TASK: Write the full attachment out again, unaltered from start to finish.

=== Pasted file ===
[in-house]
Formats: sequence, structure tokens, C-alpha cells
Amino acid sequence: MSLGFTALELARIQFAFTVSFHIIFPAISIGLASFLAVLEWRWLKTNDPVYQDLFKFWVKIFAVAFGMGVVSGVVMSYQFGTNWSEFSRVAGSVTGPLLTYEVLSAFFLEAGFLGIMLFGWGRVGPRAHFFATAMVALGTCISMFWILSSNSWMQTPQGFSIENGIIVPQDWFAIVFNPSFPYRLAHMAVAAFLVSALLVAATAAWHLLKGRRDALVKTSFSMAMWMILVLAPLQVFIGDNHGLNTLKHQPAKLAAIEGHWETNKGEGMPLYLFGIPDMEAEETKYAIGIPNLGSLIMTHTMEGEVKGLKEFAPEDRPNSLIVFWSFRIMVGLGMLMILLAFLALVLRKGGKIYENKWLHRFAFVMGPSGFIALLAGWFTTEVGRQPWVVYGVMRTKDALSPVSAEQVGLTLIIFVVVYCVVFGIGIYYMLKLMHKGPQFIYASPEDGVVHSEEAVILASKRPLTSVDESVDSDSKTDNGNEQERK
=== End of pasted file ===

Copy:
[in-house]
Formats: sequence, structure tokens, C-alpha cells
Amino acid sequence: MSLGFTALELARIQFAFTVSFHIIFPAISIGLASFLAVLEWRWLKTNDPVYQDLFKFWVKIFAVAFGMGVVSGVVMSYQFGTNWSEFSRVAGSVTGPLLTYEVLSAFFLEAGFLGIMLFGWGRVGPRAHFFATAMVALGTCISMFWILSSNSWMQTPQGFSIENGIIVPQDWFAIVFNPSFPYRLAHMAVAAFLVSALLVAATAAWHLLKGRRDALVKTSFSMAMWMILVLAPLQVFIGDNHGLNTLKHQPAKLAAIEGHWETNKGEGMPLYLFGIPDMEAEETKYAIGIPNLGSLIMTHTMEGEVKGLKEFAPEDRPNSLIVFWSFRIMVGLGMLMILLAFLALVLRKGGKIYENKWLHRFAFVMGPSGFIALLAGWFTTEVGRQPWVVYGVMRTKDALSPVSAEQVGLTLIIFVVVYCVVFGIGIYYMLKLMHKGPQFIYASPEDGVVHSEEAVILASKRPLTSVDESVDSDSKTDNGNEQERK